Opening Doors

doorThursday, May 21st, 2009

Acts 14:20-27 (Epistle)

20 However, when the disciples gathered around him, he rose up and went into the city. And the next day he departed with Barnabas to Derbe. 21 And when they had preached the gospel to that city and made many disciples, they returned to Lystra, Iconium, and Antioch, 22 strengthening the souls of the disciples, exhorting them to continue in the faith, and saying, “We must through many tribulations enter the kingdom of God.” 23 So when they had appointed elders in every church, and prayed with fasting, they commended them to the Lord in whom they had believed. 24 And after they had passed through Pisidia, they came to Pamphylia. 25 Now when they had preached the word in Perga, they went down to Attalia. 26 From there they sailed to Antioch, where they had been commended to the grace of God for the work which they had completed. 27 Now when they had come and gathered the church together, they reported all that God had done with them, and that He had opened the door of faith to the Gentiles.

The Work of the Disciples

This reading picks up after St. Paul had just healed a man from Lystra who was crippled from birth. The people misconstrue the disciples as gods who have appeared before them in the form of men and try to offer them sacrifices. The reaction of the people caused much dismay and frustration for the disciples (they ripped their clothes as a sign of grief and unbelief). The disciples earnestly tried to explain how it was Jesus Christ who was working through them. This must have caught the attention of the Jews who were visiting from Antioch and Iconium because they convinced the people to stone St. Paul. He was dumped outside the city gates presumed dead. Yet, when the other disciples “gathered about him, he rose up and entered the city.”

We must ask ourselves, “What was Paul thinking?” Why would he enter back into the city after barely escaping with his life. The next morning he went on with Barnabus to Derbe. It is there that after they preached the gospel that “they had made many disciples.” Great; but then we read on  that immediately after they “returned to Lystra and to Iconium and to Antioch.” Huh? Lystra is the town where St. Paul healed the cripple and ended up getting almost stoned to death by the persuasion of the Jews visiting from Iconium and Antioch!

So many of us fear the possibility of conflict. Just the thought of it may cause a queasy stomach. Yet St. Paul is not afraid to meet it head-on with his fellow disciples. But not before St. Paul strengthened the souls of the disciples and professed that “through many tribulations we must enter the Kingdom of God.” St. Paul understood clearly that the preaching of the Gospel and the everyday trials of life that come from the kerygma (preaching/proclamation) cannot be separated from the message it proclaims. Rather it should be embraced! For God so loved the world that He sent His only Son so that He may endure us, endure the cross, opening to us the gates of Paradise.  The disciples went on establishing the faith. They travelled through Pisidia, Pamphylia, Perga, Attalia, and finally reaching Antioch. They reported to all of the Church how God blessed their work and “opened the door of faith” to the Gentiles. St. Paul and the disciples opened doors of faith to others not just by words, but by enduring others; being for them the very image of Christ. They were willing to endure the demands and abuse of others for the Gospel’s sake. For it is the Gospel. It opens doors.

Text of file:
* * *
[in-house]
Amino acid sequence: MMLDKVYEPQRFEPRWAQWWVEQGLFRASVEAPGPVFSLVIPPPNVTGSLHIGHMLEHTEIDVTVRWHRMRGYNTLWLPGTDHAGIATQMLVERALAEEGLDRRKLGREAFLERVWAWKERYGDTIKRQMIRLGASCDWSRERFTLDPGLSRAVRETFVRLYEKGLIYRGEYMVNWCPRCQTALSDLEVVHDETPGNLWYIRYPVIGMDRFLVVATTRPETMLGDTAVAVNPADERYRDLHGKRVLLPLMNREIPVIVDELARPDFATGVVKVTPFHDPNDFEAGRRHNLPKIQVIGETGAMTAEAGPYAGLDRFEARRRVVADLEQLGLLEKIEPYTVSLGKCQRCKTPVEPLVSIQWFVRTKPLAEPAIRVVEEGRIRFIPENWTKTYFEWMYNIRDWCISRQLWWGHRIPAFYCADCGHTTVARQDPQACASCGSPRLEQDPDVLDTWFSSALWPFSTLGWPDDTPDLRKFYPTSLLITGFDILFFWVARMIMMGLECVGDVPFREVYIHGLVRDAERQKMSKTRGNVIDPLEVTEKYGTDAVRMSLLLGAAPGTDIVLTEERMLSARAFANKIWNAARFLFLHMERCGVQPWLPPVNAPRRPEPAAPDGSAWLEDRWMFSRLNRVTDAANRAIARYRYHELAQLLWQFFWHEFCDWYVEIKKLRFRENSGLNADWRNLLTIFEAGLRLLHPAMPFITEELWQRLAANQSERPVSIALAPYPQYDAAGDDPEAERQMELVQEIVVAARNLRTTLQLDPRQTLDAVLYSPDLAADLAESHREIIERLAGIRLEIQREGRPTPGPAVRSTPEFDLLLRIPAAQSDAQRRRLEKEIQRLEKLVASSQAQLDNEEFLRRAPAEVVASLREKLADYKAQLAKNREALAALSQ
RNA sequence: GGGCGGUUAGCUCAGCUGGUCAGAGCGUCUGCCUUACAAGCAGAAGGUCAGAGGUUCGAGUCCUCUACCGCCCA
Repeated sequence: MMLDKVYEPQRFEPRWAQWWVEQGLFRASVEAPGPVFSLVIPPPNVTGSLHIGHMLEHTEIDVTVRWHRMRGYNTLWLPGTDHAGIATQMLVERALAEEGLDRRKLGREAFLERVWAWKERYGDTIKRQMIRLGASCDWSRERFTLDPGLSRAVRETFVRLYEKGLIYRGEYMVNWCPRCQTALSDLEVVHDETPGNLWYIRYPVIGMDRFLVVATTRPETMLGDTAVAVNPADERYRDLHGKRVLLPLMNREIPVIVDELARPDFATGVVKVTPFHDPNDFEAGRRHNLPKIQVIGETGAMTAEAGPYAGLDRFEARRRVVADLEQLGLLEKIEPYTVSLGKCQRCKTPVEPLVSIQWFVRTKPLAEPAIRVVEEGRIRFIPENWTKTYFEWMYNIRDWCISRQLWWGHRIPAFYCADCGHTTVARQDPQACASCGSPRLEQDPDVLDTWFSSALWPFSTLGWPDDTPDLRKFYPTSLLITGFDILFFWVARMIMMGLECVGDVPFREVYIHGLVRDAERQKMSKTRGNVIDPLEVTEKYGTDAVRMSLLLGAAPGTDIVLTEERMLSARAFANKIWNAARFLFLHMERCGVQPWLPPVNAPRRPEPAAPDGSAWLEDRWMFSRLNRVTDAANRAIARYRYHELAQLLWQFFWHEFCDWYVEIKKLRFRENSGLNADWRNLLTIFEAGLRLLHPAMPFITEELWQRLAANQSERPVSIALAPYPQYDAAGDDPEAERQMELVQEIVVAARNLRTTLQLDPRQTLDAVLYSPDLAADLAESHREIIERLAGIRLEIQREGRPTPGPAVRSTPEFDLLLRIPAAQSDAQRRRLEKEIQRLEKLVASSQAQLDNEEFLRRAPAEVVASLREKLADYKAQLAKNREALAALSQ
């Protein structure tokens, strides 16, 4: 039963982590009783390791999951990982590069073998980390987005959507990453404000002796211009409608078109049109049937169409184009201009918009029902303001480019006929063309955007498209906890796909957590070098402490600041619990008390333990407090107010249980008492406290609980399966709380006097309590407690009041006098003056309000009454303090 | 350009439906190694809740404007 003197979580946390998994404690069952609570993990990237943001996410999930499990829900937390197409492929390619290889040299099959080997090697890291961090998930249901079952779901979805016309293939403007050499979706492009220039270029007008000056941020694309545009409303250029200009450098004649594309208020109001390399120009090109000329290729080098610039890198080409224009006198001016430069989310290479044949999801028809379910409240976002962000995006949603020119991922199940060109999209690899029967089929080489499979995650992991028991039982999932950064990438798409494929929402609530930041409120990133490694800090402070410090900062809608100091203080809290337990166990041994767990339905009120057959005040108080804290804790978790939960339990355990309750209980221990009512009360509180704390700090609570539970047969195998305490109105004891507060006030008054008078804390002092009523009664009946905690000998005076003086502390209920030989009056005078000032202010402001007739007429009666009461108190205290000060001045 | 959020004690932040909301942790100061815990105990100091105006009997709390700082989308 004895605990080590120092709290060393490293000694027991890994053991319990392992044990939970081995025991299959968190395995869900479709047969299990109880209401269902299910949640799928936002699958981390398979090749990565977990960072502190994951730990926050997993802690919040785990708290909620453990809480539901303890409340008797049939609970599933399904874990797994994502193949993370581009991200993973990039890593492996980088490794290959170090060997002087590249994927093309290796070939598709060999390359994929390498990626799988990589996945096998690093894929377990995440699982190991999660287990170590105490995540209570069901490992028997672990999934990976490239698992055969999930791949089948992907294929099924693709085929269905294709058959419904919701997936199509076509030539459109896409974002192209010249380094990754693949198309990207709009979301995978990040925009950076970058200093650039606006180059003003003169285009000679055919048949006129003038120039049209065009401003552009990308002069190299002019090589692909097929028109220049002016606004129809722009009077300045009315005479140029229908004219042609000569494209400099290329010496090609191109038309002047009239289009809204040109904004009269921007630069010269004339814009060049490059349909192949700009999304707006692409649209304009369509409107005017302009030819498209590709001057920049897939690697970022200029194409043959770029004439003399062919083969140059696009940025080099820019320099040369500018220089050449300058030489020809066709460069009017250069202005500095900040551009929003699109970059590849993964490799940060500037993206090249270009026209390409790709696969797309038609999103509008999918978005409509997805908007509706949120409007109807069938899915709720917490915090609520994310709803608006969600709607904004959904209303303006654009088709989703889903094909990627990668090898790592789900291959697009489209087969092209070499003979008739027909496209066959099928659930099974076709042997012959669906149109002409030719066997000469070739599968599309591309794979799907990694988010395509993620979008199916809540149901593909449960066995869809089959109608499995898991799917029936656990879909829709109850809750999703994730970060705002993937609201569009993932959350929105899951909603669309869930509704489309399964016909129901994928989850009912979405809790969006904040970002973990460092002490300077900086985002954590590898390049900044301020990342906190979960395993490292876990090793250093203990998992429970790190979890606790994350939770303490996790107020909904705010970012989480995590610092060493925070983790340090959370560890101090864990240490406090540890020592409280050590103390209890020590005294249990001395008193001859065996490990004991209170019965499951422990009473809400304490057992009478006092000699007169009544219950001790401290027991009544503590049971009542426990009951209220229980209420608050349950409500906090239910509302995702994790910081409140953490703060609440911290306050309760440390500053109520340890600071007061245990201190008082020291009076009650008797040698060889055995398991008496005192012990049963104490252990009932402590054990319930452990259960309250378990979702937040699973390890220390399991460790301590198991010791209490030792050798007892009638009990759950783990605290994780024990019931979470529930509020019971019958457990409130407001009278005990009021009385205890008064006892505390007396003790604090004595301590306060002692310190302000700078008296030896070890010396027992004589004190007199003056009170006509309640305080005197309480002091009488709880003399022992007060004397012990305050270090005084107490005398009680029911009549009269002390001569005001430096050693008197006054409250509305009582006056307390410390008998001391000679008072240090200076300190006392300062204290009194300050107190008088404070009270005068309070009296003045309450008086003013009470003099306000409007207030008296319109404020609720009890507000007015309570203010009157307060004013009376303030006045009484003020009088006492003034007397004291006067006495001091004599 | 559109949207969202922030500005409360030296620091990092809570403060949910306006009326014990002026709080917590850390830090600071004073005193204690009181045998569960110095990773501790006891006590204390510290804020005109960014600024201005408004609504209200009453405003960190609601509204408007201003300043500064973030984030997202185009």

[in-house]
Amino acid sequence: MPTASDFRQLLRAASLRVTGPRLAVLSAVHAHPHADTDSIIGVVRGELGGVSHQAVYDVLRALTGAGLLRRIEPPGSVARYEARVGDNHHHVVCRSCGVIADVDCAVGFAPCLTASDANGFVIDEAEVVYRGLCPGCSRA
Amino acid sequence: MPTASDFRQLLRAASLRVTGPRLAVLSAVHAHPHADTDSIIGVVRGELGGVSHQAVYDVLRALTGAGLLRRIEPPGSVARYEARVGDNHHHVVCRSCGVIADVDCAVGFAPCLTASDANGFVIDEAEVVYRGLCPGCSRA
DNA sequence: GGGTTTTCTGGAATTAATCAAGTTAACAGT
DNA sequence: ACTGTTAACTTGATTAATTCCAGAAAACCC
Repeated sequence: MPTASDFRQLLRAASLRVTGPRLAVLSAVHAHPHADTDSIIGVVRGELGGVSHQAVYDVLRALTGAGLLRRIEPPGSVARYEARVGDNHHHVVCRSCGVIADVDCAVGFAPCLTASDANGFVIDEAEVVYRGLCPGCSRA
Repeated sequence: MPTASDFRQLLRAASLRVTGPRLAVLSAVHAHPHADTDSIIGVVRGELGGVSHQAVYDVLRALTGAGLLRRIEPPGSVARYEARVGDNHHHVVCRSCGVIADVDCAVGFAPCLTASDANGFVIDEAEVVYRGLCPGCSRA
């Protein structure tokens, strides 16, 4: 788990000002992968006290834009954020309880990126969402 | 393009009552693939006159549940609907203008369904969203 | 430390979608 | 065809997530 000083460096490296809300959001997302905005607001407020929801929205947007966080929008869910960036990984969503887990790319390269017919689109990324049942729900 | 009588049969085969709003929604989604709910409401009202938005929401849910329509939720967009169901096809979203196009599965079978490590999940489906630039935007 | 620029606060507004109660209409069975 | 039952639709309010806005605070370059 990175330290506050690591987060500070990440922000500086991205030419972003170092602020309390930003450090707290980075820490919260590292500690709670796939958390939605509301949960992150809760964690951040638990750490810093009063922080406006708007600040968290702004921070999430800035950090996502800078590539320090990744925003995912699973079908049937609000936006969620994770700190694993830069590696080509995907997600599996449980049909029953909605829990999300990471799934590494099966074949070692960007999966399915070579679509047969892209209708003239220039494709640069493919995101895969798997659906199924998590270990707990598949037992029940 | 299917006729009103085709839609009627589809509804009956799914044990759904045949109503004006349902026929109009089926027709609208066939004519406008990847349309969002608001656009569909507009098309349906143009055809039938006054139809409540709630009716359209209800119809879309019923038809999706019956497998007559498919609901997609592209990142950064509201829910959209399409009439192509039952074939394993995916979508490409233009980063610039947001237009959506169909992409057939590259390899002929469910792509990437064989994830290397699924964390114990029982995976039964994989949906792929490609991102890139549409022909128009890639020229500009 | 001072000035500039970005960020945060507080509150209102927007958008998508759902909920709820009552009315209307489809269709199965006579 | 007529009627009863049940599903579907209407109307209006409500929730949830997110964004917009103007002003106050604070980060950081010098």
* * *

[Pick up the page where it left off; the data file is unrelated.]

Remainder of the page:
But What Does This Have to do with Community

This Blog is supposed to be about dealing with one another in a community. Whether it be a community of people in recovery, a community of believers like a Church, or even a small family. The Christian dynamics should not change. So what does today’s reading have to do with relating to others as a communty? I would say that where two or three are gathered in the name of God, we have a community. True community is the work of God with Him in the midst of it. Our Lord sent His disciples out “two by two before His face into every city.” St. Paul arose and did God’s work surrounded by the diciples. St. Paul departed to Derbe not alone but with Barnabus; a community of two. We also must do God’s work as a community. There is no other way about it. I hear people say they can know God by being alone with nature, like fishing; or by meditating at home alone. They say they don’t need “church” or “organized religion.” They look at the fallen nature of their fellow humans and see them as an obstacle to knowing God, of actually perverting the knowledge of God. Maybe they are partly afraid of conflict. Afraid of accepting the fact that we are all on equal ground in the eyes of God. Accepting the fact that we do not hold the secret combination to open the Gates of the Kingdom.

God himself is One but He is also a community of Three – Father, Son, and Holy Spirit. One in essence and being, yet individual in person and activity, working in perfect harmony. If the very Godhead itself is a harmony of persons, perhaps we can come to the knowledge of God through cultivating harmony with others. By enduring their shortcomings and torment we more importantly may open to them the door of faith.

  • Conflict should not be feared but seen as an opportunity to be an example of Christian charity, compassion, patience, and love.
  • Conflict is not resolved by determining who is right and who is wrong but through compassion.
  • Remember God is always bigger than our problems.
  • “So if you are standing before the altar in the Temple, offering a sacrifice to God, and you suddenly remember that someone has something against you, leave your sacrifice there beside the altar. Go and be reconciled to that person. Then come and offer your sacrifice to God” (Matt. 5:23).

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